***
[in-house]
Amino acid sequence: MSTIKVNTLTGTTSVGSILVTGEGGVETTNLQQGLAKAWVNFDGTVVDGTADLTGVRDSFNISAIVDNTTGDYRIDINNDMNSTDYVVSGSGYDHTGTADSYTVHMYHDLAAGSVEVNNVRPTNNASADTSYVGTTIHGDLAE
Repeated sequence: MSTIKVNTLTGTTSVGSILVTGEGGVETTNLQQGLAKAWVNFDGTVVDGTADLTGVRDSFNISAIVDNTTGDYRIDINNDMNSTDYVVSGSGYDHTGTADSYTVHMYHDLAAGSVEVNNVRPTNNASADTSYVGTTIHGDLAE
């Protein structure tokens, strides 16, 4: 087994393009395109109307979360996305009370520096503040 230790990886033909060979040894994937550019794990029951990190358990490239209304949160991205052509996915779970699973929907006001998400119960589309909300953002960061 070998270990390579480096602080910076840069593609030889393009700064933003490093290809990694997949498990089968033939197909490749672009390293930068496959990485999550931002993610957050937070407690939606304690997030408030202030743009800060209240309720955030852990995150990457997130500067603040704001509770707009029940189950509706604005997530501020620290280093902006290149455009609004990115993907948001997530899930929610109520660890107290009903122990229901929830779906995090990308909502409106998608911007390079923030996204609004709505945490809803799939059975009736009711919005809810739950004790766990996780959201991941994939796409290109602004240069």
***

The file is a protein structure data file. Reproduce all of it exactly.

[in-house]
Amino acid sequence: MSTIKVNTLTGTTSVGSILVTGEGGVETTNLQQGLAKAWVNFDGTVVDGTADLTGVRDSFNISAIVDNTTGDYRIDINNDMNSTDYVVSGSGYDHTGTADSYTVHMYHDLAAGSVEVNNVRPTNNASADTSYVGTTIHGDLAE
Repeated sequence: MSTIKVNTLTGTTSVGSILVTGEGGVETTNLQQGLAKAWVNFDGTVVDGTADLTGVRDSFNISAIVDNTTGDYRIDINNDMNSTDYVVSGSGYDHTGTADSYTVHMYHDLAAGSVEVNNVRPTNNASADTSYVGTTIHGDLAE
């Protein structure tokens, strides 16, 4: 087994393009395109109307979360996305009370520096503040 230790990886033909060979040894994937550019794990029951990190358990490239209304949160991205052509996915779970699973929907006001998400119960589309909300953002960061 070998270990390579480096602080910076840069593609030889393009700064933003490093290809990694997949498990089968033939197909490749672009390293930068496959990485999550931002993610957050937070407690939606304690997030408030202030743009800060209240309720955030852990995150990457997130500067603040704001509770707009029940189950509706604005997530501020620290280093902006290149455009609004990115993907948001997530899930929610109520660890107290009903122990229901929830779906995090990308909502409106998608911007390079923030996204609004709505945490809803799939059975009736009711919005809810739950004790766990996780959201991941994939796409290109602004240069």